On Friday night, as we were watching “Pitch Perfect" on the Family Channel, my 9-year-old Aidan complained, “Why does Zane get to be the Remote Queen? How come I never get to be the Remote Queen?”
He was lodging a complaint about his 11-year-old brother’s control of the television volume. My husband, whom the boys call Papa, is usually the Remote Queen in the house, but for reasons I do not quite understand, he ceded control of the device to Zane, thus starting a Friday night round of sibling rivalry.
Word choices truly are the "tell.” I began to think about this five years ago when the kindergarten aide said, “Your sons are the only two boys I have ever known who knew all the words to ‘I Will Survive.’”
English is a language with both universal meaning and private meaning, where definitions evolve in a place so small as our home in the Crocker Amazon. There are words that the Fisher-Paulsons use in our home that in no other home have quite the same connotation. Take Mr. Fluffy. None of our dogs are named Mr. Fluffy. (For the record, they are Krypto, Qp, Buddy and Bandit) But Mr. Fluffy evolved into the collective noun signifying all of the rescue dogs who live in the blue bungalow. If you hear “Mr. Fluffy needs to go on the lawn,” you know that you had better grab whatever hound is closest at hand and walk out the door, or you are likely to be stepping in a puddle inside.
True, I have never explained the difference between a zone defense and a man-to-man defense to them, but that is one of the other joys of gay parenting: letting the boys learn to ask questions of their straight uncles.
There is a downside to having our own language. Zane and Aidan speak a language that other middle school boys do not. And yet, they have never gotten in trouble for calling the assistant principal a Control Queen.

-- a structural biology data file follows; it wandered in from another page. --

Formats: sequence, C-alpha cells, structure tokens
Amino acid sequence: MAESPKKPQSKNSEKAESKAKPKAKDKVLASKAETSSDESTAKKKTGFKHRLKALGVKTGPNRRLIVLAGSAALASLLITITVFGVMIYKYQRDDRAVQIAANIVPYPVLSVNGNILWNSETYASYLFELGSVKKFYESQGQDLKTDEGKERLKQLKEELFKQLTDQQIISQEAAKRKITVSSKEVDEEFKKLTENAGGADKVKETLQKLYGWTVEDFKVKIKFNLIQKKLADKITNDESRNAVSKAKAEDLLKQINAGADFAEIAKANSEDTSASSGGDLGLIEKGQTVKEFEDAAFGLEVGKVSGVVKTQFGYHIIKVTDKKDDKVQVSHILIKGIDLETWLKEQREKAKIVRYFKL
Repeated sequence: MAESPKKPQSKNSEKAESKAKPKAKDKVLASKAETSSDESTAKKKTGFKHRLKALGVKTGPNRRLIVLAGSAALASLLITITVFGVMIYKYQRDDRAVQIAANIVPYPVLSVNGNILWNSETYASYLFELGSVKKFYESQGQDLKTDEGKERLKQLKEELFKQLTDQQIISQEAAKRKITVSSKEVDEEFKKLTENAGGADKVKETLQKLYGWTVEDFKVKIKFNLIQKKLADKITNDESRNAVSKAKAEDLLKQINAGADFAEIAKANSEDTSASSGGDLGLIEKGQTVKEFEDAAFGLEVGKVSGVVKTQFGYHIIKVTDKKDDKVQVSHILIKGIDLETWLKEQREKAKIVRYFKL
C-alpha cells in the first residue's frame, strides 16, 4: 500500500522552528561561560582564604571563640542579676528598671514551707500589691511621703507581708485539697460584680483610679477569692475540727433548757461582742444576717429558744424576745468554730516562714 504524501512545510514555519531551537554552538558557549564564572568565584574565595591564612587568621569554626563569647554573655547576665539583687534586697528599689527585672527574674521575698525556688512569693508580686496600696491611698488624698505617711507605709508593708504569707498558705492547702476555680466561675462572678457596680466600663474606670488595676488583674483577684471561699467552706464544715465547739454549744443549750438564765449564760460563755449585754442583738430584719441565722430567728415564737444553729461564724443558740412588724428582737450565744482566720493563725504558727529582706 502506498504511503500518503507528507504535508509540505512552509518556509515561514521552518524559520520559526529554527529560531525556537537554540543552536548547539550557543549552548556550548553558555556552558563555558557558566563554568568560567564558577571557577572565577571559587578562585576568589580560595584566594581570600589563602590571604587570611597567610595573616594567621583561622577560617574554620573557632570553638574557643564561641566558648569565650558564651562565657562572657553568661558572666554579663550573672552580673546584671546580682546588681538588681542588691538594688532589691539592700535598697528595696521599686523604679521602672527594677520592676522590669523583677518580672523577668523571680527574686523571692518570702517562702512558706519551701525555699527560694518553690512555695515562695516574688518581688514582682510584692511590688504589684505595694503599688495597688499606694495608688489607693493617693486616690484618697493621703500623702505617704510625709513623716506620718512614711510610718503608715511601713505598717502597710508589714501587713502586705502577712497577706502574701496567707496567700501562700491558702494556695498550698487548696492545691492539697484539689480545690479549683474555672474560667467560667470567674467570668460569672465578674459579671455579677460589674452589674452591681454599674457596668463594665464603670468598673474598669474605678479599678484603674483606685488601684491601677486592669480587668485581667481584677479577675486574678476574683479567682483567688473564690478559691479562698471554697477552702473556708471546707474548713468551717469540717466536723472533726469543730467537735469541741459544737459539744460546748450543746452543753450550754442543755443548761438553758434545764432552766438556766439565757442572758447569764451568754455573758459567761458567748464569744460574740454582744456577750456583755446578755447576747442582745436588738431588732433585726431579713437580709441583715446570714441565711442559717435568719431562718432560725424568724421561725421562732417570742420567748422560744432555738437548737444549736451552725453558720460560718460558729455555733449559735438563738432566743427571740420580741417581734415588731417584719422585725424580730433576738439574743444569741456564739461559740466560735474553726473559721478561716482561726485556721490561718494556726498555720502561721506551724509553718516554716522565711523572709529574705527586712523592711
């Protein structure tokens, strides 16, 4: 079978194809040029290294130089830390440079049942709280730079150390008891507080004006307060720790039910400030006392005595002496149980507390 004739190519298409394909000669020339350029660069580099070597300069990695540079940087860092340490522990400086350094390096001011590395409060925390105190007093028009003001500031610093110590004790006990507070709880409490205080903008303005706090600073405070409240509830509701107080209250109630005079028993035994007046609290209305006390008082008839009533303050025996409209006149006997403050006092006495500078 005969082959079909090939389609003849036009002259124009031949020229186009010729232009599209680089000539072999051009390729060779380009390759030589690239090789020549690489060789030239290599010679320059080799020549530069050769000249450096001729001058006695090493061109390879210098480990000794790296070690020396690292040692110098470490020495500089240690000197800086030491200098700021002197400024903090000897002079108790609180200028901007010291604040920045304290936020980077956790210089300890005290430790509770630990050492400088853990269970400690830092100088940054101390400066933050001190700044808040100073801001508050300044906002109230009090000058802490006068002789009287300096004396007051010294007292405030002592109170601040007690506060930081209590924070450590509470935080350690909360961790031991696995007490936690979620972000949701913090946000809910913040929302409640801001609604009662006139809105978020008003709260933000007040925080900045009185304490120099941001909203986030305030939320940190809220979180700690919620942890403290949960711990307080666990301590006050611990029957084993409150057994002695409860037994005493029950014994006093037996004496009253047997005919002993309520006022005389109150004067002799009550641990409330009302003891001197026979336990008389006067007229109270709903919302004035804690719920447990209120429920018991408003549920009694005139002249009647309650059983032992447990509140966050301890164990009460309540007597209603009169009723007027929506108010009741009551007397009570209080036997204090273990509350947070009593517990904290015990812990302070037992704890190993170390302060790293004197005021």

But sadly, Zane learned the true power of language choices, not for Gaybonics, but for a much more prosaic term. One of the mothers of his fellow sixth graders circulated a petition to get him expelled. It turns out that her son was at a sleepover and another mother heard him say, “Shut the F-word up.” Now this was the granola mother, the one who taught yoga, the one who smiled benevolently as she said “namaste” and she campaigned to get my son thrown out, because he was the only one who could possibly have taught her son that word?
I am not here to defend the casual use of the F-word, but really? This was the sixth grade in the 21st century, and this mother thinks the boy had never heard the F-word before? And her compassion extends to getting an 11-year-old boy thrown out of school?
Neither Papa nor I had taught Zane the F- word. He had picked it up in elementary school, and the first time that he used it at home, we sat down at the kitchen table and explained that the word meant intercourse, but that it was also used for emphasis as well as intimidation. We did not forbid him to use the word, but we did suggest that it was best left unused until he actually understood what intercourse was.
The school year is not over, and we do not know whether Zane will be invited back. But we are family. Zane asked me once why I chose to be a writer, and I told him that it was because words are so powerful, that they are the force that can create or destroy an idea. And just as the indiscriminate use of the F-word may have actually spelled D-O-O-M for Zane’s parochial school career, so also do words bind us together. Remote Queen and Fran Sancisco and Mr. Fluffy are among those terms that are spoken only in the argot of the Fisher-Paulsons, that only four humans and four canines in the whole world know.
And when we speak that secret language, we invoke the magic that binds us together.